Tuesday, August 28, 2012

Public Space

Living in public space makes you appreciate how civilization works.

Traveling by RV, you are dependent on public space, for a place to park as well as simply a place to sit and enjoy the world.  And in any society, public space serves this need.  Increasingly, however, public space is under attack - being sold off to private interests, or viewed as an unnecessary expense on already over-extended local budgets.

But well-maintained public parks and other public spaces are a joy, and really an indicia of how well a civilization is working.    Finding an idyllic park or other spot, just to pause even for a moment or two, is a real joy.  And while your taxes may pay for it, you don't have to pay taxes on it.  Moreover, you can enjoy a space that would be all but impossible for the average person to own.

For example, at Mistletoe State Park, in Georgia, we enjoyed what I call the $20 Million Dollar view.  We parked our RV on a remote site and had a view of the lake and the far shore, uninterrupted by any houses, camps, other people or, well, anything.   In order to own such a view, you would have to pay at least $20 million to own your own lake and the surrounding lands.  But for about $20 a night, you can enjoy it for a lot less.

Increasingly, however, if you want the view, you have to buy the view.  We live in a State Park - Jekyll Island - and few of the homes there "own the view."  The view of the ocean and the marsh are open to everyone, and by State Law, 2/3 of the island is protected from development.   Contrast this with nearby St. Simons Island, where if you want a view, you have to pay a couple of million to get one.  And if you drive on that island, you may not realize you are on an island, as you cannot see the ocean other than at a few isolated public access sites.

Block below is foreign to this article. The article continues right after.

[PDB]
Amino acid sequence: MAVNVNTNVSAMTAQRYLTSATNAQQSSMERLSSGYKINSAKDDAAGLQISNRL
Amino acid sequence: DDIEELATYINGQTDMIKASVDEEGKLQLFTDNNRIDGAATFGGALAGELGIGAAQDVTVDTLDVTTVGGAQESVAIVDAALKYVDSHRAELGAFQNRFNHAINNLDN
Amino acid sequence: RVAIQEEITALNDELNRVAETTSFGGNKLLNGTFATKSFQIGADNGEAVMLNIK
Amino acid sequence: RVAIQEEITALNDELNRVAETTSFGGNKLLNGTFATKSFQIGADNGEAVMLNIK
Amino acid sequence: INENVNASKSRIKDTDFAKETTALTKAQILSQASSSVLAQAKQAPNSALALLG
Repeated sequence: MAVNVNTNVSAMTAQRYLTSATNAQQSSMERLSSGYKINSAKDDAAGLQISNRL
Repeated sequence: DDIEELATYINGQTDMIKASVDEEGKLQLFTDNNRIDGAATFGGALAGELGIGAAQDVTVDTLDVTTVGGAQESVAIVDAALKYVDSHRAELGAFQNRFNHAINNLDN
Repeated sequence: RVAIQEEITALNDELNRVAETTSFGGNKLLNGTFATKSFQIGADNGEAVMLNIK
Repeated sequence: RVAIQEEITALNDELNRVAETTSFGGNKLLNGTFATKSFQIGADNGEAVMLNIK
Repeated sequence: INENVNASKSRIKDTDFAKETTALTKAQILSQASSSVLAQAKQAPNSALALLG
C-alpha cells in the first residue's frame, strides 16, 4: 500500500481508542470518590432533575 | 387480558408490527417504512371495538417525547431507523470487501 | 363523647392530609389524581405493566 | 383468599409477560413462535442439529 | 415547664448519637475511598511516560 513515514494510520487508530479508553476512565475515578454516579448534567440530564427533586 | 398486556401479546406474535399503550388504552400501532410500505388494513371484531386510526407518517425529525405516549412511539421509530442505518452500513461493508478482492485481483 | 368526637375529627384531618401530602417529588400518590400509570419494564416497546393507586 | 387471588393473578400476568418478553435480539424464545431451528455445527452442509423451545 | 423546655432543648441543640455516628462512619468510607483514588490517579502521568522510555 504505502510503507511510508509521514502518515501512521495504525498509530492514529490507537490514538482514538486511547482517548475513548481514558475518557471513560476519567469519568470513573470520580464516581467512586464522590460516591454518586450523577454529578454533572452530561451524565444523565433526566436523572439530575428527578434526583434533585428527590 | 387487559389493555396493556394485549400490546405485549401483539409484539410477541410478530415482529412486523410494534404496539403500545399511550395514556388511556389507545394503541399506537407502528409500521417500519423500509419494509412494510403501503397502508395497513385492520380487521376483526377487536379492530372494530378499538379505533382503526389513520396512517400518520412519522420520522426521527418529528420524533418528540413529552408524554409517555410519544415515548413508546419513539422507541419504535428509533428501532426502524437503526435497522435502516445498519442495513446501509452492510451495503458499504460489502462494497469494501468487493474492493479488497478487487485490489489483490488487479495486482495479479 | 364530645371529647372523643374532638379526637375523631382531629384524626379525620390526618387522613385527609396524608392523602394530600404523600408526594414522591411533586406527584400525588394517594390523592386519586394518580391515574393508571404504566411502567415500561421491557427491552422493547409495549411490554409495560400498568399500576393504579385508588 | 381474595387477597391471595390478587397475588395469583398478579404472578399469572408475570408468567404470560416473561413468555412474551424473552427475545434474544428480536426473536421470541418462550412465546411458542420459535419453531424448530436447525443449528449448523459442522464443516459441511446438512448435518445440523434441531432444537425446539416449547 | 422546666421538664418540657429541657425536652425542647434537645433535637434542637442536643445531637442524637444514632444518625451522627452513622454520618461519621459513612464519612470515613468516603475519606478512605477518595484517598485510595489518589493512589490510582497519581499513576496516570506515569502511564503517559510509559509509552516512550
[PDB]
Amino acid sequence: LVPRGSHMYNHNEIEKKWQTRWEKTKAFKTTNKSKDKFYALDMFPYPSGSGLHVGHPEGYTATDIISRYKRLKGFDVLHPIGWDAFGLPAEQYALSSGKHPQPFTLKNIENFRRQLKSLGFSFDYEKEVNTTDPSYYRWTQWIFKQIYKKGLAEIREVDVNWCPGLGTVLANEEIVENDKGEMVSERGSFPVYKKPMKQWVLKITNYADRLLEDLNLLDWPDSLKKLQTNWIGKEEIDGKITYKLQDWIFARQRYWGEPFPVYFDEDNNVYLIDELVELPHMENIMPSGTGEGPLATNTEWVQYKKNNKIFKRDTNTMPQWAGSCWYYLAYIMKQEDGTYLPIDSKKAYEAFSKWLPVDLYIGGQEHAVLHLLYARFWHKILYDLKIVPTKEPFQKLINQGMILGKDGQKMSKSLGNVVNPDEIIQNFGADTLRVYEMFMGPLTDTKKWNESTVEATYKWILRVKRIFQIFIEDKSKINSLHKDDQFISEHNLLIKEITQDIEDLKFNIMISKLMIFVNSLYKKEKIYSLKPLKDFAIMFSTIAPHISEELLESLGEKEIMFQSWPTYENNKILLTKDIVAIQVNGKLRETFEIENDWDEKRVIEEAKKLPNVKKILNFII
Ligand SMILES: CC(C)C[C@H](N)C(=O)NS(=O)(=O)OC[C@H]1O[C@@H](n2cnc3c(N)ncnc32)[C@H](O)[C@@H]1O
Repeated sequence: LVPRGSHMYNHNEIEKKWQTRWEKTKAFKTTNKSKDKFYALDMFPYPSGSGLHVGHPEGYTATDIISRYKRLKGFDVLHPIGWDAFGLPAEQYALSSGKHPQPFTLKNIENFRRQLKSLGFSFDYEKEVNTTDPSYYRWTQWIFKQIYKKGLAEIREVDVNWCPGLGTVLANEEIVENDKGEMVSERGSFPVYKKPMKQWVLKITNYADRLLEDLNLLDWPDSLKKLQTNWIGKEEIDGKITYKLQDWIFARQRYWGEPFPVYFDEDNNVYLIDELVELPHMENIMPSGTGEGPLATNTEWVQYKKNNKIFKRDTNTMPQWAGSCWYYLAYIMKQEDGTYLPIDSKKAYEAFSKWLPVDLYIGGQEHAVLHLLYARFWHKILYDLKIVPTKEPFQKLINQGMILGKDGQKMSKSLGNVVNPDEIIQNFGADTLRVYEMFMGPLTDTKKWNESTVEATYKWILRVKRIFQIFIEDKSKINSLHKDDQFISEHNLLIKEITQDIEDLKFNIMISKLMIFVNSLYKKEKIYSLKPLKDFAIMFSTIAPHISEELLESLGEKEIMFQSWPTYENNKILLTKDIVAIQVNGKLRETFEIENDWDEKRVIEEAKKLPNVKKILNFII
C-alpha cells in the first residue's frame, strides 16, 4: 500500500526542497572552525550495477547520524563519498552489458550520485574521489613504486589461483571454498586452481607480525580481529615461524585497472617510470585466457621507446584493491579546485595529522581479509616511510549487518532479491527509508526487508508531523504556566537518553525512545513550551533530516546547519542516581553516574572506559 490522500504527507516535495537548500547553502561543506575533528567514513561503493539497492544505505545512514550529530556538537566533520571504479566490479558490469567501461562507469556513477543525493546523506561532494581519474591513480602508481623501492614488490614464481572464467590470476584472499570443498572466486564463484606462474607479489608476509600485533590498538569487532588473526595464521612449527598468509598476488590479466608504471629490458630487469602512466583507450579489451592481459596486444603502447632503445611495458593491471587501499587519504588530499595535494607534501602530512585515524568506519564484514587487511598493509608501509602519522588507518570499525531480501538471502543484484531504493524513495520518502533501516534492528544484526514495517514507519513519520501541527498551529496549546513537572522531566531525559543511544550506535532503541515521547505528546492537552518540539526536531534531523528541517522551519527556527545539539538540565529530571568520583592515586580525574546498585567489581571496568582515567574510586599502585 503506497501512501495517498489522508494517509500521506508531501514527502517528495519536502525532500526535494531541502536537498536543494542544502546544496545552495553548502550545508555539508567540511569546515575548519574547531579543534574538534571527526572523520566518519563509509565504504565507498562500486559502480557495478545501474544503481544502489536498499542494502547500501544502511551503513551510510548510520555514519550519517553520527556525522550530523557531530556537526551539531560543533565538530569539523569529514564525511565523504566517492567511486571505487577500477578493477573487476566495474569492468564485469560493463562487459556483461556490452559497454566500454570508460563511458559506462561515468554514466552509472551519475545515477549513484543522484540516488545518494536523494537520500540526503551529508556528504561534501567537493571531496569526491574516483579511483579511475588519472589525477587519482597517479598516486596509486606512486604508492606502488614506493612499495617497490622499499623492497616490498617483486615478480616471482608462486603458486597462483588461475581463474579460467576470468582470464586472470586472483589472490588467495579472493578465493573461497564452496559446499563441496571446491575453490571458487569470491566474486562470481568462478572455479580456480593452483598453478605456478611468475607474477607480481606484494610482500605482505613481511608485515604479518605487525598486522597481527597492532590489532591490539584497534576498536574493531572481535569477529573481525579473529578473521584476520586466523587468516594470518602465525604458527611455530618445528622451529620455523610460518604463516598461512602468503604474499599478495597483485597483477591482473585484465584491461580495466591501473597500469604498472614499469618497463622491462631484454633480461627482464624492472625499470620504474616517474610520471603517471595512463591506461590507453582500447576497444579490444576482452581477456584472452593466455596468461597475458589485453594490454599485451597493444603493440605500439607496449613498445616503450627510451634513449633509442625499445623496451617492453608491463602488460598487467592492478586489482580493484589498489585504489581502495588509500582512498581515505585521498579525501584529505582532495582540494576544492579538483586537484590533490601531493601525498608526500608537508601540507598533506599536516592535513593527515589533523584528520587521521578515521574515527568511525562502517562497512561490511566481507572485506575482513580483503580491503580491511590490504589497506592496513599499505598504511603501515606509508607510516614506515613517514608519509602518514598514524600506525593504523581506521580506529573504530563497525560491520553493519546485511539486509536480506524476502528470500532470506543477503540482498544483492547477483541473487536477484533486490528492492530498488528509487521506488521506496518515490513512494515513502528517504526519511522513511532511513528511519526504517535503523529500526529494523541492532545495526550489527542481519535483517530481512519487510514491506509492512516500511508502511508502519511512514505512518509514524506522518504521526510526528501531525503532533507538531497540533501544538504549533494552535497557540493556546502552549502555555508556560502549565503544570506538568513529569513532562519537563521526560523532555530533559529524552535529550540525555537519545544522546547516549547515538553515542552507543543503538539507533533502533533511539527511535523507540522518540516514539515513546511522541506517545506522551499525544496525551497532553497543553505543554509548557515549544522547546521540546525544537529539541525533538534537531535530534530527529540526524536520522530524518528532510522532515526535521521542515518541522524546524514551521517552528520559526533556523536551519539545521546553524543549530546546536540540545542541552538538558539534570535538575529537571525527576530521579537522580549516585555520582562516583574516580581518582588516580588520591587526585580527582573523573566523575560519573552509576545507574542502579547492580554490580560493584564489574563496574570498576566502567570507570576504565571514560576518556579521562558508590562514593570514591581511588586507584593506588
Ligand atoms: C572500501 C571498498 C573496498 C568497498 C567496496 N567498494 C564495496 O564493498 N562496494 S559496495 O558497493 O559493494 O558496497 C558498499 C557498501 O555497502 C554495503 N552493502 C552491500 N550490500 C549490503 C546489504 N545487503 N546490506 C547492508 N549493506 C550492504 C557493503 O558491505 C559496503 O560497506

And in such spots, even if you "buy the view", chances are, it is a view marred by the presence of so many others like yourself, who wanted to buy a "slice 'o paradise" and thus crowd in with you to get a shot of that fabulous sunset that you watch once a year (but pull the shades on the rest of the time as it overheats the house and reflects off the TeeVee, making it hard to watch).

Public space, on the other hand, is often far superior and, well, paid for.  No $15,000 tax bills will arrive in the mail if you have a picnic on public lands.  And yet, few take advantage of them.  On the Blue Ridge Parkway, we are often the only ones in Picnic areas or camping sites.  We see few, if any people, on the hiking trails.   Folks would rather stay at home and watch television.

Our own island was recently remodeled with beautiful public spaces, including a new picnic park with multiple pavilions with barbecue grills and picnic tables.  It is all nicely done, but when you ask a local resident about it, they feign indifference.  "Oh, I hear it is nice," they say, but of course one doesn't actually go to such places.  They are for other people, who don't own their own picnic table in their backyard (which of course is never used, as who wants to picnic in their back yard?  Besides, America's Idol is on).

As you might guess, we use it all the time.  In fact, pavilion 4 is sort of our own, as it is out of the way and has a nice breeze from the ocean.  It takes little time to pack a picnic dinner and a bottle of wine.  And we keep all the other necessities in the car.  Public space - you paid for it, why not use it?

In the Adirondacks, public space is everywhere - there seems to be a boat launch, public park or hiking trail around every bend.  But other places, such as Long Lake, seem to be "bought up" - at least in parts - with wall-to-wall camps and vacation houses, lining the lake.  The effect is less than ideal.  Not only is it ugly and tacky, you can't even pull your kayak ashore without confronting a "No Trespassing" sign.  I've got mine, jack, you get yours! - that seems to be the order of the day in the places like that.

But after paying staggering property tax bills on trying to "own the view" I am finding that public space is a far more enticing alternative.   It is free, freely available, and you have already paid for it with your tax dollars.  And since most folks today would rather stay home and watch television, it is largely unpopulated and vacant.  You can be lord of a thousand acres, of only for an hour or two, for free, or the low price of a park admission.

Sounds like a good deal to me.  In fact, it is the greatest bargain around.

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